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Madonnas and Miracles in new Cambridge exhibition

‘Madonnas and Miracles’ is the title of a major new exhibition which opens at the Fitzwilliam Museum in Cambridge today, and reveals the central place of religion in the Italian Renaissance home. Keith Morris reports.

The free exhibition will show how religious beliefs and practices were embedded in every aspect of domestic life.

You can peer through the keyhole of the Italian Renaissance home and discover a hidden world of religious devotion with over 150 exhibits gathered from major UK museums and direct from Italian shrines.

The culmination of a four-year European-funded project, ‘Madonnas and Miracles’ presents the fruits of a ground-breaking interdisciplinary investigation carried out at the University of Cambridge which has uncovered hundreds of sources that tell a new story about the role of the divine in everyday life.

The exhibition presents a domestic sphere that was supercharged with spiritual significance. Many different kinds of artefact—paintings and crucifixes, crockery and cutlery, jewellery, rosaries, statuettes, prayer books and cheap prints—are brought together to show how they worked collectively to shape the domestic religious sphere.

Some of the most powerful items on display are familiar items of daily life turned to divine purposes. An ivory comb from the mid-fifteenth century features a tiny Annunciation scene. A two-handled cup is decorated with the instruments of Christ’s Passion. Conversely, some religious objects served worldly purposes. A rock crystal rosary, created for a wealthy patron, reveals delicate scenes in gilded glass within each of its thirteen beads; it would have functioned simultaneously as a potent religious tool and a breath-taking piece of jewellery.

Displaying 50 objects from the museum’s own collection, as well as over 100 important loan works from Europe, the United States and Israel, ‘Madonnas and Miracles’ explores a series of interlinked themes: family life, the physical experience of prayer, the role of the saints, miracles, pilgrimage and religious reform.
Exhibition co-curator, Deborah Howard, said: “The exhibition demonstrates that domestic religion at the time was well attuned to the needs of ordinary lay-folk, as they experienced the crises and anxieties of everyday life.”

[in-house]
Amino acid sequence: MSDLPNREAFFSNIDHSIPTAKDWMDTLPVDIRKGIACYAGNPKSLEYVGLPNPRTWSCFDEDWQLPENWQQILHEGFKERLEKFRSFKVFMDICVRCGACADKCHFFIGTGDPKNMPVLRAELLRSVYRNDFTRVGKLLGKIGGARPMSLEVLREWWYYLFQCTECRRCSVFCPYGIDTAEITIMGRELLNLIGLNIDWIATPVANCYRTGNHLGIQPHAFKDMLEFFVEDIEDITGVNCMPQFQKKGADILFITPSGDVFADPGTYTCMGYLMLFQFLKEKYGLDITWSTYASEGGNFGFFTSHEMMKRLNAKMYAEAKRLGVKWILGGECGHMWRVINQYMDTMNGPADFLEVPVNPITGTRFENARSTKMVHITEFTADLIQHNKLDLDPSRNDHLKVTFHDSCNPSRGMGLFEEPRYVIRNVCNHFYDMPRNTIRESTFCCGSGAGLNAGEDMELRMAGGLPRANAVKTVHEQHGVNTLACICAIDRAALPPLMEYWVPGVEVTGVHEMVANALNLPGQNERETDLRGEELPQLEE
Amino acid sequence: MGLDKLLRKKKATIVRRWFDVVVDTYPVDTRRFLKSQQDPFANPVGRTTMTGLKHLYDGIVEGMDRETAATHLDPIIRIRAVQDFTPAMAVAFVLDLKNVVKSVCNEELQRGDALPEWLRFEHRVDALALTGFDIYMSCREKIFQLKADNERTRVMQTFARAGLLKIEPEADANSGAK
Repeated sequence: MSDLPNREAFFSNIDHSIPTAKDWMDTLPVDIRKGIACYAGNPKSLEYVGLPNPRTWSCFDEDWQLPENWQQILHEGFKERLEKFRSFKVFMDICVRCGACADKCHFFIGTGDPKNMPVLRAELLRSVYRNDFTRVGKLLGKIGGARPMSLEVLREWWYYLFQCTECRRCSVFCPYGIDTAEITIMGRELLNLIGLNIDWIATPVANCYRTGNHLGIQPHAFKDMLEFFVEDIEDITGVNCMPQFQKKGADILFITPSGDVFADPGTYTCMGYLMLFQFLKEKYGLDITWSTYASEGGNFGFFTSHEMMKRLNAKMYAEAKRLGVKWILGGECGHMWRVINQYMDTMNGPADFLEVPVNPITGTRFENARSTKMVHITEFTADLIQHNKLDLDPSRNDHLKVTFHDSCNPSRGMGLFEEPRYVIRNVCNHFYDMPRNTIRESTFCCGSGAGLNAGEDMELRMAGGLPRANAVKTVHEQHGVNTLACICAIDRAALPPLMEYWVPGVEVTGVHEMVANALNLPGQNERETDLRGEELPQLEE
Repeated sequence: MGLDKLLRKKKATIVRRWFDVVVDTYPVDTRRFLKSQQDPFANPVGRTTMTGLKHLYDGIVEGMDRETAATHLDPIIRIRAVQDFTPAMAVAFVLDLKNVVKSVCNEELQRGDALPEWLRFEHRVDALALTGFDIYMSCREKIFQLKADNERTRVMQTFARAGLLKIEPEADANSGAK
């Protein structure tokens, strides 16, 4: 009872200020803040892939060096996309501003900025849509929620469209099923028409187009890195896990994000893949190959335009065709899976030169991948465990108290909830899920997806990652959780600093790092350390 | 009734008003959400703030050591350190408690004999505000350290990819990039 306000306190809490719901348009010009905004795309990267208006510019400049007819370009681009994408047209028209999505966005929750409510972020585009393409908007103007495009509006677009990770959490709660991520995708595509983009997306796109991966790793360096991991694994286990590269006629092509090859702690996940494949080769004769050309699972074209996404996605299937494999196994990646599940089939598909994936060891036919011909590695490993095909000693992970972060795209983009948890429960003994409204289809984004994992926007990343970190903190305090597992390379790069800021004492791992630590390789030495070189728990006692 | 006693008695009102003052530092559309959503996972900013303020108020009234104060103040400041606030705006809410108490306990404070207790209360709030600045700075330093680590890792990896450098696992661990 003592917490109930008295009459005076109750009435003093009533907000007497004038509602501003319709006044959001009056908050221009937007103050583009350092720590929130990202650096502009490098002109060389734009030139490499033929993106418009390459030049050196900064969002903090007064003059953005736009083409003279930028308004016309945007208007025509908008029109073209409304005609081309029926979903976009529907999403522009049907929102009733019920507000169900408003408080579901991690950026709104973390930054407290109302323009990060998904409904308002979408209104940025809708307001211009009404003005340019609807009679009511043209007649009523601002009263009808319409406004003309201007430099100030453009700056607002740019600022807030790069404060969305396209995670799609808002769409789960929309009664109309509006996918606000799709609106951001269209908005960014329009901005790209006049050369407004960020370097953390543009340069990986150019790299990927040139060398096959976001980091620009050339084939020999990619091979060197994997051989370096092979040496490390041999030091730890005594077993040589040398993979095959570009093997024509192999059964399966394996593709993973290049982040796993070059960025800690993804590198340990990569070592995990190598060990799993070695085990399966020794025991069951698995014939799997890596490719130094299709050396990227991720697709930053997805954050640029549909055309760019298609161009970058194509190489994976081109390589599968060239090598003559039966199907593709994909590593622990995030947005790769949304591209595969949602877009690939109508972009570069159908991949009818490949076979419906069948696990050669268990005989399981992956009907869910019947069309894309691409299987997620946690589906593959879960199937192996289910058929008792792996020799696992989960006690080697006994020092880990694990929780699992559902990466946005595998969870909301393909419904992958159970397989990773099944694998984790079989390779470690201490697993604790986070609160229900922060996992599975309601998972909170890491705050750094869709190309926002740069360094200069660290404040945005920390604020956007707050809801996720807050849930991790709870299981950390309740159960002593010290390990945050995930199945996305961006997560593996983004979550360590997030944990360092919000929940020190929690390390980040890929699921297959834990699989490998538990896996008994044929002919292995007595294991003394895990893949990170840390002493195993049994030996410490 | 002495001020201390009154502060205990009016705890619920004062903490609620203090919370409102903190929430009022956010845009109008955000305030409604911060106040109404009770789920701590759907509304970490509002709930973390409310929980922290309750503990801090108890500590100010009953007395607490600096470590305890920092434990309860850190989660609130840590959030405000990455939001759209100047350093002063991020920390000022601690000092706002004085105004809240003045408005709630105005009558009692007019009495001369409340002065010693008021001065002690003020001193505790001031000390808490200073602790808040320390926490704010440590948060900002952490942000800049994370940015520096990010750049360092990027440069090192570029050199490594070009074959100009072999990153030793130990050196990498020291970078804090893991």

The point is driven home by one of the highlights of the show: a selection of ex-voto painted wooden images drawn from shrines across Italy and never before displayed in the UK. The roughly painted boards were originally created to give thanks for miracles were produced in the period – deliverance from earthquakes, falls from high windows, house fires and disease.

“The images of worshippers at moments of extreme physical peril provide moving testimony to the Renaissance fascination with the miraculous, in its intersection with everyday domestic life,” said Deborah.

The exhibition will show how the Madonna functioned as a role-model for motherhood and parenting. This theme is intimately depicted in a favourite painting from the Fitzwilliam’s collection, Pinturicchio’s Virgin and Child with St John, which portrays Mary teaching Jesus to read.

A 15th century polychrome wooden doll of the Christ Child from Camerino, which survived a recent earthquake which hit the area and monastery of Santa Chiara, has left Italy for the first time to be displayed in the exhibition. Many women in Renaissance Italy possessed similar dolls, which were dressed, undressed, handled and kissed, mimicking the Virgin’s maternal bond with Christ.

Alongside masterpieces by renowned artists such as Filippo Lippi and Annibale Carracci, ‘Madonnas and Miracles’ will feature domestic objects from the Museum’s reserve collection rarely seen by the public.

The multi-sensory nature of devotion will be highlighted by the use of different media. While they admire rosaries made of rosewood and bone, visitors will be able to listen to the voice of an elderly Italian woman repeating her Ave Marias and Paternosters and Cambridge resident and Italian Catholic Dr Anna Gannon talk about her personal devotions and the rosary.

One particularly unusual item is a set of knives that bear the musical notation for a four-part grace - brought to life by a recording by members of the Choir of St John’s College, Cambridge.

The exhibition is accompanied by a lavishly illustrated catalogue, edited by curators Maya Corry, Deborah Howard and Mary Laven.
The exhibition runs until June 4 every day except Mondays.

Pictured top, a rock crystal rosary and, above, Pinturicchio’s Virgin and Child with St John. Pictures copyright of the museum.



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